GM shares slipped after the United Auto Workers released details of its new tentative contract with the auto company. Yahoo Finance's Ines Ferre joins Akiko Fujita on The Ticker to discuss.
The presidents of Israel and Poland called on Monday for greater efforts to combat anti-Semitism as the world marked 75 years since the liberation of the Auschwitz death camp amid concerns over a resurgence of anti-Jewish prejudice. "Our duty is to fight anti-Semitism, racism and fascist nostalgia, those sick evils that ... threaten to eat away at the foundations of our democracies," Israeli President Reuven Rivlin said at a venue near the former camp, which is now a museum. Polish President Andrzej Duda, who did not attend Israel's national Holocaust Memorial last Thursday because he was not allowed to speak, thanked Rivlin for his presence at Auschwitz.
A video that appears to show Kobe Bryant's helicopter circling over California roughly 15 minutes before the fatal crash has been posted online, illustrating the foggy conditions faced by the chopper on its last flight. In the video, which was posted by a user on Twitter who said they live in the Los Angeles suburb of Glendale — where Bryant's flight circled for roughly 10 minutes on Sunday awaiting instruction, according to flight records — the helicopter can be seen moving slowly in the sky above, obscured by the early morning fog. Flight data shows that Bryant's helicopter circled near Glendale for roughly 11 minutes as it awaited instruction from air traffic control after foggy flight conditions worsened after takeoff.
A Harvard University professor was charged Tuesday with lying about his ties to a Chinese-run recruitment program and concealing payments he received from the Chinese government for research. Charles Lieber, chair of the department of chemistry and chemical biology, is accused of hiding his involvement in China's Thousand Talents Plan, a program designed to lure people with knowledge of foreign technology and intellectual property to China. Lieber was arrested early Tuesday at his office at the Ivy League university, officials said.
Japanese authorities said Tuesday a man with no recent travel to China has contracted the novel strain of coronavirus -- apparently after driving tourists visiting from Wuhan, where a deadly outbreak began. The man in his sixties from Nara in western Japan drove two groups of Wuhan tourists earlier in January and was hospitalised on Saturday with flu-like symptoms, the health ministry said. Health Minister Katsunobu Kato said the country had confirmed two new cases, bringing the total so far in Japan to six.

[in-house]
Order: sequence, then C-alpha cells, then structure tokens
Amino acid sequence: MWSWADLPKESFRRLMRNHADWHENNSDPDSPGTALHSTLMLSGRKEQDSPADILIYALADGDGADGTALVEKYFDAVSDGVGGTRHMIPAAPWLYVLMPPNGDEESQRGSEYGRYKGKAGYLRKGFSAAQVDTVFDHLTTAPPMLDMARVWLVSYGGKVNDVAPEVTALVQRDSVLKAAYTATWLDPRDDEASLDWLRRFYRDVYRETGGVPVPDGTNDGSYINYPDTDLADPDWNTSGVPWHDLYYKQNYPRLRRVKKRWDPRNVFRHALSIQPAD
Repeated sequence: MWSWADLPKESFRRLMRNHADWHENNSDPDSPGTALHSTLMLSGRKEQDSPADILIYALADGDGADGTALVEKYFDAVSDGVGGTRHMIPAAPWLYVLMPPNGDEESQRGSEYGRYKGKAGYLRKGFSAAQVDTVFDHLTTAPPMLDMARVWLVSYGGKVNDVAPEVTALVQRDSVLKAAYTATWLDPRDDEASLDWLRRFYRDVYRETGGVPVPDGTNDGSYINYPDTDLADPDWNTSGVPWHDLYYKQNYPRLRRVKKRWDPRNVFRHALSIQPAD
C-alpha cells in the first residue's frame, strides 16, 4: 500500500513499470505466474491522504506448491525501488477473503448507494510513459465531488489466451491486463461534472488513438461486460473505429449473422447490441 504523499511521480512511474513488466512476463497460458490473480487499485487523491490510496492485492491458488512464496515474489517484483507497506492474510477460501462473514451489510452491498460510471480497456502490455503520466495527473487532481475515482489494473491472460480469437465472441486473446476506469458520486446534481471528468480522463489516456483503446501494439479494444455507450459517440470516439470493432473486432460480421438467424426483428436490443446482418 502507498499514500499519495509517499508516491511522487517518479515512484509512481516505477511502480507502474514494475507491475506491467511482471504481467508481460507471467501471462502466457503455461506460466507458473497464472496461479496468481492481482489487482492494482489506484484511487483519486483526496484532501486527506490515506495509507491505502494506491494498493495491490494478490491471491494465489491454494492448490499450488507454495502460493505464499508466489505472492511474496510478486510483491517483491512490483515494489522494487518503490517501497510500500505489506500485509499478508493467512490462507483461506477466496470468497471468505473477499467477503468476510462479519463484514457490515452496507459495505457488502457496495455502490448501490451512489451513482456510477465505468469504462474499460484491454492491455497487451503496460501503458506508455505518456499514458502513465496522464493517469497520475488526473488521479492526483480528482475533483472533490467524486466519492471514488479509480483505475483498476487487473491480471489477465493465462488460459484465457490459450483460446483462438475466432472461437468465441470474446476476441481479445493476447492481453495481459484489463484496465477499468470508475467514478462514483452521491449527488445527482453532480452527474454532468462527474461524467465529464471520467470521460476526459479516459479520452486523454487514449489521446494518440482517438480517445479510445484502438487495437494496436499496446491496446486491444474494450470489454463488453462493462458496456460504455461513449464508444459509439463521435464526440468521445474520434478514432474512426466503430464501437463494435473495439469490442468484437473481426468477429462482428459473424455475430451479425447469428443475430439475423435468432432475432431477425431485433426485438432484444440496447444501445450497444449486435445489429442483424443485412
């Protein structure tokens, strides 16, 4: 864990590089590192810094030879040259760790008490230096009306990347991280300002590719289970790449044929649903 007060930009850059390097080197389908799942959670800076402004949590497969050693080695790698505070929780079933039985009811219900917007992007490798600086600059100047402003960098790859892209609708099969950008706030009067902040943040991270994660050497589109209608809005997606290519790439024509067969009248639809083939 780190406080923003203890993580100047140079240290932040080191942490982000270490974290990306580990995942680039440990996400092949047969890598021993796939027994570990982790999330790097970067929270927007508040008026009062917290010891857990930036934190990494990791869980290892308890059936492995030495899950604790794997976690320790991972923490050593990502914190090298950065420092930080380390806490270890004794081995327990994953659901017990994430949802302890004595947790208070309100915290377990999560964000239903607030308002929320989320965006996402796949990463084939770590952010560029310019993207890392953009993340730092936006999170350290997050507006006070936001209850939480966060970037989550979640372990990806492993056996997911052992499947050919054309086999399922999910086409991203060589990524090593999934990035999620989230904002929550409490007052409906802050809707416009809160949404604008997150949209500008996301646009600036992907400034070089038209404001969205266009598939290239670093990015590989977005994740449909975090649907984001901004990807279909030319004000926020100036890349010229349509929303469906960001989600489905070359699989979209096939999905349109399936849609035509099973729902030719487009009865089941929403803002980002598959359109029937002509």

The Taliban said it had shot down a U.S. military plane in the central Afghan province of Ghazni on Monday, killing all personnel onboard.
Most of the Sunday political talk shows had already aired by the time The New York Times reported that former National Security Adviser John Bolton reveals first-hand information on President Trump linking Ukraine military aid to Kyiv investigating Joe Biden and other Democratic targets in his upcoming book. But Kasie Hunt's MSNBC show Kasie DC had not taped, and she got what we might think of as a first draft of the Senate Republican response from Sen. Mike Braun (R-Ind. Earlier Sunday, NBC's Chuck Todd had asked Braun on Meet the Press about Trump's impeachment trial, on which Braun serves as a juror.
South Bend mayor Pete Buttigieg was confronted by a pro-life Democratic voter over the party's position on abortion during a Fox News town hall event on Sunday. “I am a proud pro-life Democrat,” audience member Kristin Day said. “Would you support more moderate platform language [regarding abortion] in the Democratic Party to ensure that the party of diversity and inclusion really does include everybody?” Currently, the Democratic party platform supports abortion up to nine months into pregnancy.
“We express our strong indignation and demand that Jyllands-Posten and [cartoonist] Niels Bo Bojesen reproach themselves for their mistake and publicly apologize to the Chinese people,” the embassy said in a statement posted on its website. When asked to comment, Prime Minister Mette Frederiksen avoided any direct reference to Jyllands-Posten's cartoon. “I have nothing to say on the matter other than [to note that] we have a very strong tradition in Denmark not just for freedom of speech for also for freedom of satire, and we'll continue to have that in the future,” she said, according to multiple news media including Politiken.
When U.S. presidential candidate Joe Biden went to an Iowa university to campaign this week, one thing was in short supply: students who support him. Biden, 77, joked that it can be difficult to get college students to show up before 4 p.m. and, indeed, a few more young people appeared at a later campaign event at the University of Iowa. "I'm the only one that gets a significant portion of the young vote, as well as the old vote, in-between vote, black vote, Hispanic vote, all the vote," Biden said.
Andrew D. Bernstein/NBA Classic/Getty Images The basketball legend Kobe Bryant, his 13-year-old daughter, and seven other people were killed in a helicopter crash on Sunday. Bryant was known to get around using a private helicopter, most recently a Sikorsky S-76B. The helicopter was owned and operated by a company called Island Express, Federal Aviation Administration records show, and was previously owned by the state of Illinois. Visit Insider's homepage for more.
The chief of Iran's powerful Revolutionary Guard warned Monday that it will retaliate against American and Israeli commanders if the U.S. continues to threaten top Iranian generals. The U.S. killed Revolutionary Guard Gen. Qassem Soleimani, who headed the expeditionary Quds force, in a drone strike outside of Baghdad's airport in Iraq on Jan. 3. Five days later, Iran retaliated by launching ballistic missiles at two bases in Iraq housing American troops, causing injuries but no fatalities among soldiers there.